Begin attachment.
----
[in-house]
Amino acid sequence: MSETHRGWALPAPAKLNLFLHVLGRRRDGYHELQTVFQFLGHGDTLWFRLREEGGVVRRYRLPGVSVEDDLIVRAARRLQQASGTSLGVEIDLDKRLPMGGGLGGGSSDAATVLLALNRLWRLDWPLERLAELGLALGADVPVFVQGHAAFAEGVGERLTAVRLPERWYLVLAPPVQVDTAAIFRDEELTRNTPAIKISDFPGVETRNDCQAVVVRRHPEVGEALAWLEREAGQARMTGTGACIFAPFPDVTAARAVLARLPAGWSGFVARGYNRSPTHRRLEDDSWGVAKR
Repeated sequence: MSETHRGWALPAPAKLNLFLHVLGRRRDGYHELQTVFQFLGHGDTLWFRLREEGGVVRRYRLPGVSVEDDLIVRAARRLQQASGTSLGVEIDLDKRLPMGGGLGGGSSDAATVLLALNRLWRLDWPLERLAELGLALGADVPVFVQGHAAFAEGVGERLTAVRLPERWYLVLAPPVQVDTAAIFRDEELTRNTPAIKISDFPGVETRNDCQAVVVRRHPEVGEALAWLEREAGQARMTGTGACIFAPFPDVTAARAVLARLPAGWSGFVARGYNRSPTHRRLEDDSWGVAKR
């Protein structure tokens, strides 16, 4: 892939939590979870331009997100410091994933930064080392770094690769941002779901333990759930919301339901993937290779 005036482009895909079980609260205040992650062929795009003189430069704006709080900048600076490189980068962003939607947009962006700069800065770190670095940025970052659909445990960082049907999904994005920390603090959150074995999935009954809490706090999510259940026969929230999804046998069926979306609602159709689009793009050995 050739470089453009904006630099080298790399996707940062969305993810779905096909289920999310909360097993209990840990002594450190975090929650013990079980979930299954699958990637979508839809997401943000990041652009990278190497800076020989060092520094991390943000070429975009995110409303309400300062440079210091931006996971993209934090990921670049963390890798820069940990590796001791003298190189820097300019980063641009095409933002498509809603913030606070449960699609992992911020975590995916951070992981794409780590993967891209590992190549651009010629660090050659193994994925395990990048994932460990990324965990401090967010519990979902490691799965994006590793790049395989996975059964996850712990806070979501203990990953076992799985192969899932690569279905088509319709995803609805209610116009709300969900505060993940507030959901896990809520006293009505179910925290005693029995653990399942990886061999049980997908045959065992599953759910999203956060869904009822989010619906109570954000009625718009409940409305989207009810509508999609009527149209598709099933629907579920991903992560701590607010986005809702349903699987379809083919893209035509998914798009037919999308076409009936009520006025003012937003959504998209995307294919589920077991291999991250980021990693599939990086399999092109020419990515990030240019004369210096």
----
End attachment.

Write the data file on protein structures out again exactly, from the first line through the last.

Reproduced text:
[in-house]
Amino acid sequence: MSETHRGWALPAPAKLNLFLHVLGRRRDGYHELQTVFQFLGHGDTLWFRLREEGGVVRRYRLPGVSVEDDLIVRAARRLQQASGTSLGVEIDLDKRLPMGGGLGGGSSDAATVLLALNRLWRLDWPLERLAELGLALGADVPVFVQGHAAFAEGVGERLTAVRLPERWYLVLAPPVQVDTAAIFRDEELTRNTPAIKISDFPGVETRNDCQAVVVRRHPEVGEALAWLEREAGQARMTGTGACIFAPFPDVTAARAVLARLPAGWSGFVARGYNRSPTHRRLEDDSWGVAKR
Repeated sequence: MSETHRGWALPAPAKLNLFLHVLGRRRDGYHELQTVFQFLGHGDTLWFRLREEGGVVRRYRLPGVSVEDDLIVRAARRLQQASGTSLGVEIDLDKRLPMGGGLGGGSSDAATVLLALNRLWRLDWPLERLAELGLALGADVPVFVQGHAAFAEGVGERLTAVRLPERWYLVLAPPVQVDTAAIFRDEELTRNTPAIKISDFPGVETRNDCQAVVVRRHPEVGEALAWLEREAGQARMTGTGACIFAPFPDVTAARAVLARLPAGWSGFVARGYNRSPTHRRLEDDSWGVAKR
């Protein structure tokens, strides 16, 4: 892939939590979870331009997100410091994933930064080392770094690769941002779901333990759930919301339901993937290779 005036482009895909079980609260205040992650062929795009003189430069704006709080900048600076490189980068962003939607947009962006700069800065770190670095940025970052659909445990960082049907999904994005920390603090959150074995999935009954809490706090999510259940026969929230999804046998069926979306609602159709689009793009050995 050739470089453009904006630099080298790399996707940062969305993810779905096909289920999310909360097993209990840990002594450190975090929650013990079980979930299954699958990637979508839809997401943000990041652009990278190497800076020989060092520094991390943000070429975009995110409303309400300062440079210091931006996971993209934090990921670049963390890798820069940990590796001791003298190189820097300019980063641009095409933002498509809603913030606070449960699609992992911020975590995916951070992981794409780590993967891209590992190549651009010629660090050659193994994925395990990048994932460990990324965990401090967010519990979902490691799965994006590793790049395989996975059964996850712990806070979501203990990953076992799985192969899932690569279905088509319709995803609805209610116009709300969900505060993940507030959901896990809520006293009505179910925290005693029995653990399942990886061999049980997908045959065992599953759910999203956060869904009822989010619906109570954000009625718009409940409305989207009810509508999609009527149209598709099933629907579920991903992560701590607010986005809702349903699987379809083919893209035509998914798009037919999308076409009936009520006025003012937003959504998209995307294919589920077991291999991250980021990693599939990086399999092109020419990515990030240019004369210096």